Health and safety considerations guided spring decisions, say Virginia Tech leaders
October 22, 2020
Virginia Tech leaders say that decisions about spring semester scheduling and protocols have been guided primarily by health and safety considerations.
In a town hall moderated by Dawn Jefferies, four academic leaders at Virginia Tech acknowledged they have heard frustration from students, especially about losing a weeklong spring break, but are looking for solutions that still allow time to relax and unwind while limiting travel — a key strategy for limiting the spread of COVID-19.
“There’s no one who wanted to cancel spring break,” said Vice President for Student Affairs Frank Shushok Jr. "We know how important it is for students, faculty, and staff to have a break in the middle of the semester, but we needed to do something different with spring break. Travel is a key variable for controlling the spread of COVID-19.”
A lot of factors went into calendar decisions, said Associate Vice Provost and University Registrar Rick Sparks. Factors that went into the decision to spread out the five “well-being days” across the week, instead of stacking them to make three-day weekends, including not negatively affecting financial aid and not disproportionately affecting Monday/Wednesday/Friday classes.
“This was not a fun endeavor, trying to put together a spring plan realizing we needed to back away from spring break,” Sparks said. “If we only took Fridays off, we would disproportionately hit those courses that are held on Fridays. If you do the math, that takes away a third of the [credit] hours on Friday courses.”
Similarly, the university chose not to just end the semester a week early because leaders wanted the campus community to have days of rest. A frequently asked question from students has been about how the university will prevent faculty from treating the well-being days like any other day, scheduling exams and assignments due the following day.
Executive Vice President and Provost Cyril Clarke is asking faculty to think of these days as breaks and make a conscious effort to plan so that breaks aren’t just extra days to study, said Vice Provost for Undergraduate Academic Affairs Rachel Holloway.
“We’re asking faculty to think about the regular rhythm of the semester, and adjust it” for the well-being days, Holloway said.
She acknowledged that some students will choose to use days off to study, but encouraged everyone to use those days to take extra time for rest and recharging.
Vice President and Dean for Graduate Education Karen DePauw added that no courses, assignments, or related work will be assigned to or expected of graduate students. Virginia Tech is committed to making sure that students, both graduate and undergraduate, get a real break on these well-being days, she said.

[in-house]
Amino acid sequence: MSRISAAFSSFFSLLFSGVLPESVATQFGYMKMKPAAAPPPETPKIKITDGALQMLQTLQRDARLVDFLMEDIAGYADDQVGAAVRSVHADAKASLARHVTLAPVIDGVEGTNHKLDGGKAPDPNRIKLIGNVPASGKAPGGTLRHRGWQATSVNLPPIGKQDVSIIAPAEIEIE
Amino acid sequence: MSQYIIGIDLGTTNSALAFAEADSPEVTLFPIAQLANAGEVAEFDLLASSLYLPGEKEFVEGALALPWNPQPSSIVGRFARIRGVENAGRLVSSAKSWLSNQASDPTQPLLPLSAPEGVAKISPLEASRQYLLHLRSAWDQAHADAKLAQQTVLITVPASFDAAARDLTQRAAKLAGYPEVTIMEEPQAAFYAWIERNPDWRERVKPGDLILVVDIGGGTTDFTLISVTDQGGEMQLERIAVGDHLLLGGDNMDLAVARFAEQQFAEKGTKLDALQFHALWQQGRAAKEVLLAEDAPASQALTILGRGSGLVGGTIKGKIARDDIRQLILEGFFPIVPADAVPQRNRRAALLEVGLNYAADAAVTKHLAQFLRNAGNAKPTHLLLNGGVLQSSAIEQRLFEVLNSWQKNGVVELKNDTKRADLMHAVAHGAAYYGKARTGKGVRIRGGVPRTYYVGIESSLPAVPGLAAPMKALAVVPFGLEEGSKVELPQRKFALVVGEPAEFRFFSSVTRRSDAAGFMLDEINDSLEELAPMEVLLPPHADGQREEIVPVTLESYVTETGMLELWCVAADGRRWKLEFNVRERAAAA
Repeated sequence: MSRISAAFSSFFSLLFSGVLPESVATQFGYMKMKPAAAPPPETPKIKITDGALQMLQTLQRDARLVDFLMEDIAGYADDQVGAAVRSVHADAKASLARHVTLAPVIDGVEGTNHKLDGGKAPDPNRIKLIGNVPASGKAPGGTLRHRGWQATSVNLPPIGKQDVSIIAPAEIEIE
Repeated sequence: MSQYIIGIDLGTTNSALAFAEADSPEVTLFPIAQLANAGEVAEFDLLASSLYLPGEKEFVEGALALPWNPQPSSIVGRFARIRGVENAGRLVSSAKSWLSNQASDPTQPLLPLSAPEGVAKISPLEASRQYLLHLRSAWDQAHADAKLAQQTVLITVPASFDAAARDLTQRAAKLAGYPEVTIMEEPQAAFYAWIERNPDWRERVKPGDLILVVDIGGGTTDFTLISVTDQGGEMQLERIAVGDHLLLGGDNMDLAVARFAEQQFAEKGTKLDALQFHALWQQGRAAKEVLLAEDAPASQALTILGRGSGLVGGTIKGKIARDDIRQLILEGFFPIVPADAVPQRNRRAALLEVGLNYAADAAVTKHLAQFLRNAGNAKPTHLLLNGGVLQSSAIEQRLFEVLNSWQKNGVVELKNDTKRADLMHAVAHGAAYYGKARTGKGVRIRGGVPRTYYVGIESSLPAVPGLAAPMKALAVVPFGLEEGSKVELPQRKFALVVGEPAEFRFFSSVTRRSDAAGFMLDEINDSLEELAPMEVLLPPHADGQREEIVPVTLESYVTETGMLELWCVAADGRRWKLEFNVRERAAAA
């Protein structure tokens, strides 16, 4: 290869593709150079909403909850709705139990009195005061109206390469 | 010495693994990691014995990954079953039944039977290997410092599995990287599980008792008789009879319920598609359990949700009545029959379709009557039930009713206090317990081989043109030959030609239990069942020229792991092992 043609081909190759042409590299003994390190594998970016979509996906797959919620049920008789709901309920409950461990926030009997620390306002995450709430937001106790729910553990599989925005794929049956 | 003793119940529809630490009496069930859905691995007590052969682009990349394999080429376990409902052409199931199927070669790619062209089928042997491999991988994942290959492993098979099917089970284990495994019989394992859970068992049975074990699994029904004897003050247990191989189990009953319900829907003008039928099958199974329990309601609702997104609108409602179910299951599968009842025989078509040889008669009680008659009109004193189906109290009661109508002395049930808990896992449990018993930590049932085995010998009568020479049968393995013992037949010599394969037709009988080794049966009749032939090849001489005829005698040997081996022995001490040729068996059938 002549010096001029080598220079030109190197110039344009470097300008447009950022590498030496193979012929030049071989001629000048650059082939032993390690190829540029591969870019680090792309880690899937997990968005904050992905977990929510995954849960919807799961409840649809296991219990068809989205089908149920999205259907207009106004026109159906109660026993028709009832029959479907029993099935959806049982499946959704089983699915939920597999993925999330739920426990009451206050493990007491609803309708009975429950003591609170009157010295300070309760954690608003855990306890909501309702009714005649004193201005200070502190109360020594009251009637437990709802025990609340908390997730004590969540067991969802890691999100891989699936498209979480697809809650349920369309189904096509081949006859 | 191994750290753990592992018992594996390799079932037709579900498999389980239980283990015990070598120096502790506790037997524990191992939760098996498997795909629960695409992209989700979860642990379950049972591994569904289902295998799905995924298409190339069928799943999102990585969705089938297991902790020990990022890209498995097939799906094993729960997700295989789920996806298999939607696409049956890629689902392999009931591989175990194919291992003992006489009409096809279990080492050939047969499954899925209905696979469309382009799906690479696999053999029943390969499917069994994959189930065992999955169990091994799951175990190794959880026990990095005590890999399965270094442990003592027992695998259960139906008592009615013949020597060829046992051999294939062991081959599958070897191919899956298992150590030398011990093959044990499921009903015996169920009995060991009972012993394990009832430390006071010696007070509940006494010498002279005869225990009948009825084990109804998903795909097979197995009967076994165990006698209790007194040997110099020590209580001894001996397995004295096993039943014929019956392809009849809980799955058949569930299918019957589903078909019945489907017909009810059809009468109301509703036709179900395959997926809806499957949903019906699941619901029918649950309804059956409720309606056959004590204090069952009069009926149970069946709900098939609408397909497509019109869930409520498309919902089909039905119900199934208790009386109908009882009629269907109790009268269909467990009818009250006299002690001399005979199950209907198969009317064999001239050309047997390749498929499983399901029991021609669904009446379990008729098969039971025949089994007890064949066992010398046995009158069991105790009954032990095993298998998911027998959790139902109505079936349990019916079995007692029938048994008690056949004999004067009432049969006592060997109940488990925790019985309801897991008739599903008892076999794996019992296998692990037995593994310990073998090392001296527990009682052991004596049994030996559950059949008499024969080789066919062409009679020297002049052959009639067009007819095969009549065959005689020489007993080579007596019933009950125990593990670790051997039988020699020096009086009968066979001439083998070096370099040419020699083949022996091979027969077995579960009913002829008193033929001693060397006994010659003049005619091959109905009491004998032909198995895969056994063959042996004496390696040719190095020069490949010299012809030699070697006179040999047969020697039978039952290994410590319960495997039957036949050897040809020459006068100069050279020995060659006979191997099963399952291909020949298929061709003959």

Looking toward the spring, DePauw anticipates more in-person classes, although many will still be in an online or hybrid format.
Dec. 7 looms large as an important date for students. That’s the date by which move-in slots and information about COVID-19 testing for returning students will be published. It’s also the deadline for students who choose to go all virtual in the spring to cancel their housing contract and receive a refund on the housing fee.
Students who require flights to get home and back to campus between semesters have asked about the course delivery dates. Shushok said the university will work with students in that situation so they can plan accordingly.
The university is considering additional changes for residential living in the spring, though those details are still being worked out, Shushok said. One change included the return of outdoor basketball hoops in residential areas as of Thursday, he said. Another possibility is a pod program for residence halls that would allow more engagement among small groups of students.
“The pod concept has worked,” Shushok said. “Many students are doing that very well.”
The pandemic continues to evolve in unprecedented ways, but Virginia Tech is moving forward, largely based on members of its community following public health protocols.
“We know we’ve got to wear masks,” said Holloway. “We’ve got to maintain our distance. We’ve got to wash our hands, use our sanitizer. As long as we continue to do that, I think we’ll be really successful in continuing to be Virginia Tech, both in and outside the classroom.”
Learn more about Virginia Tech’s pandemic response at the Ready site. The town hall on plans for the spring semester also is available for rewatching.
— Written by Mason Adams